March 14, 2006
Most people don’t devote a lot of time to their personal financial planning, even though such planning is important. Instead, they look for shortcuts or rules of thumb to help guide their financial futures. Dr. Mike Walden, an N.C. State University economist, considers one such guide for retirement savings.
“Because people are busy ... they just can’t do all the crazy calculations that an economist or an accountant do,” says Walden, a specialist with the North Carolina Cooperative Extension Service. “So I have to give credit to this person, a financial planner in the country named Charles Farrell [who] recently published I think some very easy rules for retirement planning.
“What he did is he developed multiples of your annual income that you need to have in a savings account targeted toward your retirement,” Walden says. “For example, he says at age 35 you should have savings equal to 90 percent of your income targeted toward retirement.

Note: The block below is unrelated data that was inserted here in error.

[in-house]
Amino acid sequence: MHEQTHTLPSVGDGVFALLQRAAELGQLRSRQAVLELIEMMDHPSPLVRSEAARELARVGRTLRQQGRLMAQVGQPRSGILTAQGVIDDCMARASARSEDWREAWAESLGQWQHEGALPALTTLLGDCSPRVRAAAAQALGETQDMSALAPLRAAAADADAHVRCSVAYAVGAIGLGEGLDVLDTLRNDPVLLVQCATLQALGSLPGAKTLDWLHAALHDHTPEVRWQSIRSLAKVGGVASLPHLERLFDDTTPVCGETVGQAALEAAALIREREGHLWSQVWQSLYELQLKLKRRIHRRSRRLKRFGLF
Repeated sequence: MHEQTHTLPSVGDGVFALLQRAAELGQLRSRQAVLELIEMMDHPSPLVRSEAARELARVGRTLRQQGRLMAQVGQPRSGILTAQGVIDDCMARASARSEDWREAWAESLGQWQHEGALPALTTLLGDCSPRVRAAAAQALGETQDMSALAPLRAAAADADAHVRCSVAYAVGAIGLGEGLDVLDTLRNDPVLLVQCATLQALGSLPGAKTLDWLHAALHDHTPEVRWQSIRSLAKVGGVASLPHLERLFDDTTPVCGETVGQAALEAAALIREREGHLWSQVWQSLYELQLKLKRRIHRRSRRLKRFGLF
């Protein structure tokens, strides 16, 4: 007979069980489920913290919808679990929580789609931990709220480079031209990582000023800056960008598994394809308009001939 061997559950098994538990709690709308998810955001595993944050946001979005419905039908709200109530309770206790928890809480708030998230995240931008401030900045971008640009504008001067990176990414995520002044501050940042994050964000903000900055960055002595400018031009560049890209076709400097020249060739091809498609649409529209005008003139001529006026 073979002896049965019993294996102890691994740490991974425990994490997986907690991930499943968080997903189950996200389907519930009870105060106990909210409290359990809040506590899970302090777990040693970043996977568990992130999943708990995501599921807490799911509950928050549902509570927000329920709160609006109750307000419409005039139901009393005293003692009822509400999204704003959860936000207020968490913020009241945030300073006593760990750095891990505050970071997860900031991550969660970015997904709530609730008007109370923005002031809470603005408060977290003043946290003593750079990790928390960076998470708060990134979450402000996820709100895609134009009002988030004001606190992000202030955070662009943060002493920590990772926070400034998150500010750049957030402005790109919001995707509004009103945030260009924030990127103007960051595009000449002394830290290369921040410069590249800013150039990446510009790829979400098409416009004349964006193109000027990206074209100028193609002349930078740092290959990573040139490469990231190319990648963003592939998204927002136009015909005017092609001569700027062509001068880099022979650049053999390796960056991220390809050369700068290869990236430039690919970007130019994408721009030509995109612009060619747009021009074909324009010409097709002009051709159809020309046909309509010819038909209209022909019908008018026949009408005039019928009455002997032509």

“At age 45 that savings should have increased to three times your income, and at age 55 it should be six and a half times your income.
“Now this assumes you have no other source of savings other than Social Security for your retirement. He says if you have a company pension, what you need to do is to subtract that annual pension first from your annual income, then develop and apply the multiples.”
Posted by deeshore at March 14, 2006 08:00 AM